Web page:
This study shows that many projects and beneficiaries funded by EIB money involve tax havens and transnational companies that use them for tax purposes.
Tax evasion and avoidance from developing countries represents a significant multiple of global overseas development assistance every year. This leakage is facilitated by tax havens, which provide infrastructure and services to allow secretive transactions.
Plugging tax leaks is needed to help maintain and extend public services, redistribute wealth, restore government policy space and enable developing country citizens to exert accountability on their governments. The promotion of progressive tax systems, the strengthening of tax administrations and the fight against tax and regulatory havens are critical in the area of development finance and must be reflected in European investments in developing countries as part of a coherent European development policy.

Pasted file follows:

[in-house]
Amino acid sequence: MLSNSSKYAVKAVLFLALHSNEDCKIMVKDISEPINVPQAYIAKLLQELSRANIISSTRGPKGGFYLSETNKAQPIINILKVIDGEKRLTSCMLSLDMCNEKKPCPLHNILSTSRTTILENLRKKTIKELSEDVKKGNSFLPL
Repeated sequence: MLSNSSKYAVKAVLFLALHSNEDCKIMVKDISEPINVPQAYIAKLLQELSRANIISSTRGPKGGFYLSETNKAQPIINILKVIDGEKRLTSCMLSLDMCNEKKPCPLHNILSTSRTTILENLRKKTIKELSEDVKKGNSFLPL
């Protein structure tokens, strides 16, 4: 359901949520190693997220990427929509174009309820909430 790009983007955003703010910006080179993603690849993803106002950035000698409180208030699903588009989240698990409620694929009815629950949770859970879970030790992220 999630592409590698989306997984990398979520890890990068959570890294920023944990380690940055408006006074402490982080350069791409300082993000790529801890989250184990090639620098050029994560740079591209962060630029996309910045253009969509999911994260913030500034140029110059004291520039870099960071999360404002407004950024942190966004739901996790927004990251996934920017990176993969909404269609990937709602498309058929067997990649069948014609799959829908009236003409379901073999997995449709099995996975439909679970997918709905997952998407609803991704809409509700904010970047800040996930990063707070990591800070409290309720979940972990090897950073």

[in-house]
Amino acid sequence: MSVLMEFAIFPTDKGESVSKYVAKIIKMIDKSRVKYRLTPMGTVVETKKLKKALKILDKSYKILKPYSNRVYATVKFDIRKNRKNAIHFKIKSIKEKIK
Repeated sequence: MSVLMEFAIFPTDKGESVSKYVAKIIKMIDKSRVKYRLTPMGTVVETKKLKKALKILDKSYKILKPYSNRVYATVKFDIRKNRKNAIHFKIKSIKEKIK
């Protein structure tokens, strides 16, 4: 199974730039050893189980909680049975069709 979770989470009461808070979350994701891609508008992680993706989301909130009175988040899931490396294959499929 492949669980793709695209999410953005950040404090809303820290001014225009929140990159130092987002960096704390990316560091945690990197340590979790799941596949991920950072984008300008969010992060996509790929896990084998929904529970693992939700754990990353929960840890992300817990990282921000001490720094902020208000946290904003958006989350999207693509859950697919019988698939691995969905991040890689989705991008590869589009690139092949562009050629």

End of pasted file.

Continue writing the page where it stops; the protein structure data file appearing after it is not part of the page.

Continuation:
The European Investment Bank (EIB), the EU’s house bank whose role in developing countries is increasing, should therefore comply with these commitments and implement clear regulations to prevent tax evasion and foster good governance in tax matters.